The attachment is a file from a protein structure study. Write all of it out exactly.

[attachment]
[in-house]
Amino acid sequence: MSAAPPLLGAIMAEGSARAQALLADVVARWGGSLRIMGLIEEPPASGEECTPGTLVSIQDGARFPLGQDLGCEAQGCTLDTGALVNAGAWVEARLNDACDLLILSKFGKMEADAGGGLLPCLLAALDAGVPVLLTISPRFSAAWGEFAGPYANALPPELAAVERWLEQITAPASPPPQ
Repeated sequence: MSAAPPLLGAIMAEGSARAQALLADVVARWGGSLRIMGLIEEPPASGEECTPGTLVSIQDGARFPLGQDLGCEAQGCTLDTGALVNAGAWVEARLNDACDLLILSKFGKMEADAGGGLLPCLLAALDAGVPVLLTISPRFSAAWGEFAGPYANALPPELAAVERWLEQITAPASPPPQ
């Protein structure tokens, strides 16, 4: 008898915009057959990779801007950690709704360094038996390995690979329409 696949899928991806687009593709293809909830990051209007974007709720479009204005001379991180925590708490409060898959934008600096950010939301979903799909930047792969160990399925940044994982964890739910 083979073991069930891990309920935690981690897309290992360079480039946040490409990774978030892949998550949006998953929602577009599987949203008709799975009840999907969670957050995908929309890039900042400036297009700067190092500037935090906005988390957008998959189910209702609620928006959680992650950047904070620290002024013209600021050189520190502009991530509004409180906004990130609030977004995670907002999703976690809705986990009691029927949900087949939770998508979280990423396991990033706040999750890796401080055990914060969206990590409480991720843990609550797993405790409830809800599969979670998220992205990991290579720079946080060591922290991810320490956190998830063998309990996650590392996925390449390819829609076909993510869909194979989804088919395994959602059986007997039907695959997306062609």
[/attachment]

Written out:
[in-house]
Amino acid sequence: MSAAPPLLGAIMAEGSARAQALLADVVARWGGSLRIMGLIEEPPASGEECTPGTLVSIQDGARFPLGQDLGCEAQGCTLDTGALVNAGAWVEARLNDACDLLILSKFGKMEADAGGGLLPCLLAALDAGVPVLLTISPRFSAAWGEFAGPYANALPPELAAVERWLEQITAPASPPPQ
Repeated sequence: MSAAPPLLGAIMAEGSARAQALLADVVARWGGSLRIMGLIEEPPASGEECTPGTLVSIQDGARFPLGQDLGCEAQGCTLDTGALVNAGAWVEARLNDACDLLILSKFGKMEADAGGGLLPCLLAALDAGVPVLLTISPRFSAAWGEFAGPYANALPPELAAVERWLEQITAPASPPPQ
């Protein structure tokens, strides 16, 4: 008898915009057959990779801007950690709704360094038996390995690979329409 696949899928991806687009593709293809909830990051209007974007709720479009204005001379991180925590708490409060898959934008600096950010939301979903799909930047792969160990399925940044994982964890739910 083979073991069930891990309920935690981690897309290992360079480039946040490409990774978030892949998550949006998953929602577009599987949203008709799975009840999907969670957050995908929309890039900042400036297009700067190092500037935090906005988390957008998959189910209702609620928006959680992650950047904070620290002024013209600021050189520190502009991530509004409180906004990130609030977004995670907002999703976690809705986990009691029927949900087949939770998508979280990423396991990033706040999750890796401080055990914060969206990590409480991720843990609550797993405790409830809800599969979670998220992205990991290579720079946080060591922290991810320490956190998830063998309990996650590392996925390449390819829609076909993510869909194979989804088919395994959602059986007997039907695959997306062609």